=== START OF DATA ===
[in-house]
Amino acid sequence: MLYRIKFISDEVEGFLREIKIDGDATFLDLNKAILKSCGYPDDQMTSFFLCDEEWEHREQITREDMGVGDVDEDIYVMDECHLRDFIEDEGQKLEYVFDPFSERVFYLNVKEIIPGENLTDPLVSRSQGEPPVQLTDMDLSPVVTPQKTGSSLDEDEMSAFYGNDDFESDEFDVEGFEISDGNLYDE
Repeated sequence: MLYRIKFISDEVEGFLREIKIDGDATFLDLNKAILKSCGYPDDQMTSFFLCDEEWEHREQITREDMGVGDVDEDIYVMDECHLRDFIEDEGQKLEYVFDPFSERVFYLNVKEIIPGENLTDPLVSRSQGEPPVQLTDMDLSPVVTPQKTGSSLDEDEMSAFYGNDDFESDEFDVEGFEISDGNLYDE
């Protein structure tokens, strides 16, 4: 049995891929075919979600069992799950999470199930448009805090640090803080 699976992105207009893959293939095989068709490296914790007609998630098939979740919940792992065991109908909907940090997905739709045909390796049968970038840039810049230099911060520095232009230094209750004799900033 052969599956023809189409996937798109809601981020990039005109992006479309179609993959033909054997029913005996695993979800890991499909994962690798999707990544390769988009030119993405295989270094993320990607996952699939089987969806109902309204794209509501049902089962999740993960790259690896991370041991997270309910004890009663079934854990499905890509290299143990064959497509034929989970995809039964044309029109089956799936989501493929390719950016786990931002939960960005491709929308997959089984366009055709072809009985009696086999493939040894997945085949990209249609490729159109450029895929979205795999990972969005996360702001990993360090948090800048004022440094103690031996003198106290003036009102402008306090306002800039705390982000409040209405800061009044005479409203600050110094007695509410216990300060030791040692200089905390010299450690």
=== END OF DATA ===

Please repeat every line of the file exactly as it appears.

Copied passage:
[in-house]
Amino acid sequence: MLYRIKFISDEVEGFLREIKIDGDATFLDLNKAILKSCGYPDDQMTSFFLCDEEWEHREQITREDMGVGDVDEDIYVMDECHLRDFIEDEGQKLEYVFDPFSERVFYLNVKEIIPGENLTDPLVSRSQGEPPVQLTDMDLSPVVTPQKTGSSLDEDEMSAFYGNDDFESDEFDVEGFEISDGNLYDE
Repeated sequence: MLYRIKFISDEVEGFLREIKIDGDATFLDLNKAILKSCGYPDDQMTSFFLCDEEWEHREQITREDMGVGDVDEDIYVMDECHLRDFIEDEGQKLEYVFDPFSERVFYLNVKEIIPGENLTDPLVSRSQGEPPVQLTDMDLSPVVTPQKTGSSLDEDEMSAFYGNDDFESDEFDVEGFEISDGNLYDE
């Protein structure tokens, strides 16, 4: 049995891929075919979600069992799950999470199930448009805090640090803080 699976992105207009893959293939095989068709490296914790007609998630098939979740919940792992065991109908909907940090997905739709045909390796049968970038840039810049230099911060520095232009230094209750004799900033 052969599956023809189409996937798109809601981020990039005109992006479309179609993959033909054997029913005996695993979800890991499909994962690798999707990544390769988009030119993405295989270094993320990607996952699939089987969806109902309204794209509501049902089962999740993960790259690896991370041991997270309910004890009663079934854990499905890509290299143990064959497509034929989970995809039964044309029109089956799936989501493929390719950016786990931002939960960005491709929308997959089984366009055709072809009985009696086999493939040894997945085949990209249609490729159109450029895929979205795999990972969005996360702001990993360090948090800048004022440094103690031996003198106290003036009102402008306090306002800039705390982000409040209405800061009044005479409203600050110094007695509410216990300060030791040692200089905390010299450690």